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LULU GARCIA-NAVARRO, HOST:
Passengers aboard the Norwegian Jewel had dreams of palm trees and sunny beaches in the South Pacific. Now they’re just dreaming of making it to solid land somewhere. The cruise ship has been turned away from multiple ports over coronavirus fears. As Colin Dwyer reports, thousands of passengers and their families are trying to understand what’s going on.
DWYER: Martinez is on board the Norwegian Jewel right now. Since he and more than 2,000 other passengers set out from Australia late last month, the new coronavirus has become a global pandemic. Businesses all over the world have closed their doors, and many of those islands have closed their ports to cruise ships, afraid that a swarm of tourists could overwhelm their medical resources. The Norwegian Jewel has not had any confirmed cases of COVID-19, but it was denied entry to French Polynesia a few days ago, then New Zealand.
JOLINE PINTO ATKINS: So they were basically at that point, as my mom was joking, lost at sea – and nowhere to land.
DWYER: Joline Pinto Atkins says her parents are aboard the ship, too. She woke up to a flurry of text messages from them but no information from the cruise line itself, even when she and her sister tried calling.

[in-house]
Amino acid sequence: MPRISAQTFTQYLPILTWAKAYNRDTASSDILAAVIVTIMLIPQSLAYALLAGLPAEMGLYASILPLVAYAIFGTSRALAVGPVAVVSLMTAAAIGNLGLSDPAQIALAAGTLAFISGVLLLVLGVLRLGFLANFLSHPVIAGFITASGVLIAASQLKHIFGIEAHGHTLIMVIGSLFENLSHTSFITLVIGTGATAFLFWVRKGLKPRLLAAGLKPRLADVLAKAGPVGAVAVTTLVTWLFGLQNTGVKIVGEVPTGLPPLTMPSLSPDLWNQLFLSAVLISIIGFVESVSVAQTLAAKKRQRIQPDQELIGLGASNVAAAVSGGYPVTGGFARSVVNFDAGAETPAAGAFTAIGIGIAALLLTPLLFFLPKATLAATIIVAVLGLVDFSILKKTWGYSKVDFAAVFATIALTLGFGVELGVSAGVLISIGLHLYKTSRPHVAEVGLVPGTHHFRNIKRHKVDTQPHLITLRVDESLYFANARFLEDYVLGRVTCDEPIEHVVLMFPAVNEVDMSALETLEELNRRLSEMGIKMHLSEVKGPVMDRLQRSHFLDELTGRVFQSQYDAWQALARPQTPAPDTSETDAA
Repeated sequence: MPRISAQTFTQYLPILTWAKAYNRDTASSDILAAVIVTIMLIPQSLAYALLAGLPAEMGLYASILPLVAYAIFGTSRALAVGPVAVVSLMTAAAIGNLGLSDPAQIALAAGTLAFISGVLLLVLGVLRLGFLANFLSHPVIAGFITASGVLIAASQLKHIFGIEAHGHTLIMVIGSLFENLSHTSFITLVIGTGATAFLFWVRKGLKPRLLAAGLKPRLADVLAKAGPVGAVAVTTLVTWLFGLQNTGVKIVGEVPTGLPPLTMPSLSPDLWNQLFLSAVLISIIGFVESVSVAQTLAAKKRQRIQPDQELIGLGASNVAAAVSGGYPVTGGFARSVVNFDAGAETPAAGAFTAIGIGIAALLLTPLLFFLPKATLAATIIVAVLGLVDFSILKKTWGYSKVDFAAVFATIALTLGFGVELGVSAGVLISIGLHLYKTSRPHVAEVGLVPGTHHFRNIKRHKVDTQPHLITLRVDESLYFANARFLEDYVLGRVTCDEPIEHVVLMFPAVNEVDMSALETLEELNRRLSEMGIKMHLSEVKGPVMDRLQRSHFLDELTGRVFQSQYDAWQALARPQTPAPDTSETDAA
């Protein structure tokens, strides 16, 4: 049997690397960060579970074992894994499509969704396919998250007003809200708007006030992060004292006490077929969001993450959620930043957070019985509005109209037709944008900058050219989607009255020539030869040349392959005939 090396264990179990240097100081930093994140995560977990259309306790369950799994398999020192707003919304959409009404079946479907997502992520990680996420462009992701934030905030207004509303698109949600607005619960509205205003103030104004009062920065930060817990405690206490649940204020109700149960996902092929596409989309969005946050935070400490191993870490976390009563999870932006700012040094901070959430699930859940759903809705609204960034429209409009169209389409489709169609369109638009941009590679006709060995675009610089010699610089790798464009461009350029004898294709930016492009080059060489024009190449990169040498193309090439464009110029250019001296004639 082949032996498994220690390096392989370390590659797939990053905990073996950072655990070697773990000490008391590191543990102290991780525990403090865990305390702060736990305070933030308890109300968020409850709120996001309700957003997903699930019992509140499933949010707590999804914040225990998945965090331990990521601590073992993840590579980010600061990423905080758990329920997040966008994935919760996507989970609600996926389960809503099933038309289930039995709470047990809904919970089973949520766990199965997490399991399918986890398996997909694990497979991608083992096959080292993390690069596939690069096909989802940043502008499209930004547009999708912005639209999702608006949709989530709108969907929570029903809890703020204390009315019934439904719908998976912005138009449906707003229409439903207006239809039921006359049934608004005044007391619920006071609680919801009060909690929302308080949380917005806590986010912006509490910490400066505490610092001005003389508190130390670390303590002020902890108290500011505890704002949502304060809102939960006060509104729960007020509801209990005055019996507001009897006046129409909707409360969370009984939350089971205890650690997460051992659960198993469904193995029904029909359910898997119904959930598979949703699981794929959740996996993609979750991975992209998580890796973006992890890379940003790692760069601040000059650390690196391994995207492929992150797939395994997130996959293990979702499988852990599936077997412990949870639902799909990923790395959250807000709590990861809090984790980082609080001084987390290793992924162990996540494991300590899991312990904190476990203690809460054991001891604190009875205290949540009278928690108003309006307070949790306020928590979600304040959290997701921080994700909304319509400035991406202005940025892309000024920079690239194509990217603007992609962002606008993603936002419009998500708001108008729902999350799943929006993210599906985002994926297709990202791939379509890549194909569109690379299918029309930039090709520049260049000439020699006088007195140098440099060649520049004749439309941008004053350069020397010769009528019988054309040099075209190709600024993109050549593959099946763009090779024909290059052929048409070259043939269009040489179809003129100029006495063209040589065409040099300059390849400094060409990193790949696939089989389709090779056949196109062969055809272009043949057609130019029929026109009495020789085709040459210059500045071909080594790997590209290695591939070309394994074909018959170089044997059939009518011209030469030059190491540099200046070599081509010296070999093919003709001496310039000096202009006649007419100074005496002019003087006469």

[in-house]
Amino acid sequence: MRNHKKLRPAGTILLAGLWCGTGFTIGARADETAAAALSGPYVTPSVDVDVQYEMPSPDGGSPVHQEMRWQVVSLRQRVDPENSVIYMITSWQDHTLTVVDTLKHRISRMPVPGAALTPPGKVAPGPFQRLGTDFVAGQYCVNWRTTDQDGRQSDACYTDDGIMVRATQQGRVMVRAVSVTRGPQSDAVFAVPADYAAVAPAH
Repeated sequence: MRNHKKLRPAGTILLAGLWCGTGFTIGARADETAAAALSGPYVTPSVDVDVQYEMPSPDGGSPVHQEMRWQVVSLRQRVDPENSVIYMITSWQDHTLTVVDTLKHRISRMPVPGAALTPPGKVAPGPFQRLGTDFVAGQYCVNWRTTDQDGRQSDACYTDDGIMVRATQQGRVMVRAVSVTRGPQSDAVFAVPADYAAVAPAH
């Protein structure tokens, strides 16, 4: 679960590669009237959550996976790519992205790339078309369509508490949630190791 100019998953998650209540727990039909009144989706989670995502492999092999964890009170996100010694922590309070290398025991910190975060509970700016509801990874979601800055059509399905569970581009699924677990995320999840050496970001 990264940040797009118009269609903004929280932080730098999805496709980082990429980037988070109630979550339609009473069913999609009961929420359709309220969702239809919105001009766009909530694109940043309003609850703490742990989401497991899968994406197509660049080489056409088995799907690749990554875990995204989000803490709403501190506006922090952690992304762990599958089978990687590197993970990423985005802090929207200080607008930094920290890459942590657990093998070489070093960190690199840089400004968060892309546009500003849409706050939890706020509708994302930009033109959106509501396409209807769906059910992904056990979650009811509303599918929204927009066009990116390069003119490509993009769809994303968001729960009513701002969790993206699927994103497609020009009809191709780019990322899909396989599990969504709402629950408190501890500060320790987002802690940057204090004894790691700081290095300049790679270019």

ATKINS: They even communicated that they didn’t even know that this was happening.
DWYER: Others who are stateside also complain about a lack of communication from Norwegian Cruise Line. Later, when asked for comment, the company told NPR that the ship is headed to Fiji. It says the ship is now expected to end its trip there on Tuesday.
Last week, Norwegian and two other major cruise lines announced that they were suspending new voyages. Meanwhile, Atkins has had only occasional messages from her parents to know what was even going on.
ATKINS: You know, their texts to us are kind of just the facts. You know, this port closed. This closed. This closed.
DWYER: In this sense, the Norwegian Jewel is not alone. Other ships have found themselves stuck in limbo in recent weeks after the virus was found on board. Some sat for long spells offshore after passengers tested positive. At least confirmed cases have not been a problem for the Norwegian Jewel, and Martinez says the crew on board has been diligent about trying to keep it that way.
MARTINEZ: Many guests are not allowed to get their own plates or serve themselves their own food. Condiments are now left off of the table. There’s no salt and pepper shakers. You cannot fill up your own water cup.
DWYER: Still, Martinez says the company has left them all to the wolves. Access to the outside world is hard to come by. Fights have broken out between passengers. And chaos, he says, feels right on the doorstep.
MARTINEZ: It feels a little bit like we’re on a powder keg. People are walking on eggshells. We’re a long way from home. There’s a lot of uncertainty that’s following us right now, ambiguity as to when, where this is going to end. But we’re trying to take it in stride and remain positive and keep spirits up.
DWYER: He says that he and his wife are trying to enjoy what’s left of their honeymoon, but they just can’t wait until they’re home again.
Colin Dwyer, NPR News. Transcript provided by NPR, Copyright NPR.